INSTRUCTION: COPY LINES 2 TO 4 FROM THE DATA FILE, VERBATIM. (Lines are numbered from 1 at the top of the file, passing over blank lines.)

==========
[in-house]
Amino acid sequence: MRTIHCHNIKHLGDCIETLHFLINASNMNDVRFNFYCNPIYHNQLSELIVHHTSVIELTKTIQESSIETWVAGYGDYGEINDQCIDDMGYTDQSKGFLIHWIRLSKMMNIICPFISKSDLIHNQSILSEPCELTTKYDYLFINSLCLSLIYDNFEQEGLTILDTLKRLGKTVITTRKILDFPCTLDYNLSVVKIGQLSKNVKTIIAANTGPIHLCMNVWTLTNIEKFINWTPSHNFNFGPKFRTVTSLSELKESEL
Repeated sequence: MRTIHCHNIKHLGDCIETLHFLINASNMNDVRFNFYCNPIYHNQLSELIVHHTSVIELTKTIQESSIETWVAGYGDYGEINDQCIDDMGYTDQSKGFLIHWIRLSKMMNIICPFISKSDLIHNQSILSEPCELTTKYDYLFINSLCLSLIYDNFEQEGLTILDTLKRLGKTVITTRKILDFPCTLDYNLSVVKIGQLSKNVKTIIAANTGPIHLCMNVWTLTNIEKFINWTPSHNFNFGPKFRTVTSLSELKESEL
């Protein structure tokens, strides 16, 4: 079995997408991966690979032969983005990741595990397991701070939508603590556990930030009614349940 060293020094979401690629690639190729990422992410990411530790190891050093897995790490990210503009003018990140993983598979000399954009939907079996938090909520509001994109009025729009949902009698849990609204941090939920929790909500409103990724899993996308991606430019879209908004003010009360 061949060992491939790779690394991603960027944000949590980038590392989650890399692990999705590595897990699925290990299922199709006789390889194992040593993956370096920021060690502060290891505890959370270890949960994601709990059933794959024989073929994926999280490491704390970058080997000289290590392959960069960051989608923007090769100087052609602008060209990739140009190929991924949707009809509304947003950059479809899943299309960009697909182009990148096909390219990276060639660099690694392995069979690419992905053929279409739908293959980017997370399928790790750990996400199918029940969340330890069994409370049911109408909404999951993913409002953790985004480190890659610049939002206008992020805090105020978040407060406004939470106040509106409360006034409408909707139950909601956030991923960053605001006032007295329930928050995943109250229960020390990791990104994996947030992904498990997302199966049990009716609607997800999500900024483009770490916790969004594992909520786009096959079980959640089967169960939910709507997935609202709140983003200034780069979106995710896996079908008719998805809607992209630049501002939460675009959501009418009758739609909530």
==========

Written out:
Amino acid sequence: MRTIHCHNIKHLGDCIETLHFLINASNMNDVRFNFYCNPIYHNQLSELIVHHTSVIELTKTIQESSIETWVAGYGDYGEINDQCIDDMGYTDQSKGFLIHWIRLSKMMNIICPFISKSDLIHNQSILSEPCELTTKYDYLFINSLCLSLIYDNFEQEGLTILDTLKRLGKTVITTRKILDFPCTLDYNLSVVKIGQLSKNVKTIIAANTGPIHLCMNVWTLTNIEKFINWTPSHNFNFGPKFRTVTSLSELKESEL
Repeated sequence: MRTIHCHNIKHLGDCIETLHFLINASNMNDVRFNFYCNPIYHNQLSELIVHHTSVIELTKTIQESSIETWVAGYGDYGEINDQCIDDMGYTDQSKGFLIHWIRLSKMMNIICPFISKSDLIHNQSILSEPCELTTKYDYLFINSLCLSLIYDNFEQEGLTILDTLKRLGKTVITTRKILDFPCTLDYNLSVVKIGQLSKNVKTIIAANTGPIHLCMNVWTLTNIEKFINWTPSHNFNFGPKFRTVTSLSELKESEL
């Protein structure tokens, strides 16, 4: 079995997408991966690979032969983005990741595990397991701070939508603590556990930030009614349940 060293020094979401690629690639190729990422992410990411530790190891050093897995790490990210503009003018990140993983598979000399954009939907079996938090909520509001994109009025729009949902009698849990609204941090939920929790909500409103990724899993996308991606430019879209908004003010009360 061949060992491939790779690394991603960027944000949590980038590392989650890399692990999705590595897990699925290990299922199709006789390889194992040593993956370096920021060690502060290891505890959370270890949960994601709990059933794959024989073929994926999280490491704390970058080997000289290590392959960069960051989608923007090769100087052609602008060209990739140009190929991924949707009809509304947003950059479809899943299309960009697909182009990148096909390219990276060639660099690694392995069979690419992905053929279409739908293959980017997370399928790790750990996400199918029940969340330890069994409370049911109408909404999951993913409002953790985004480190890659610049939002206008992020805090105020978040407060406004939470106040509106409360006034409408909707139950909601956030991923960053605001006032007295329930928050995943109250229960020390990791990104994996947030992904498990997302199966049990009716609607997800999500900024483009770490916790969004594992909520786009096959079980959640089967169960939910709507997935609202709140983003200034780069979106995710896996079908008719998805809607992209630049501002939460675009959501009418009758739609909530």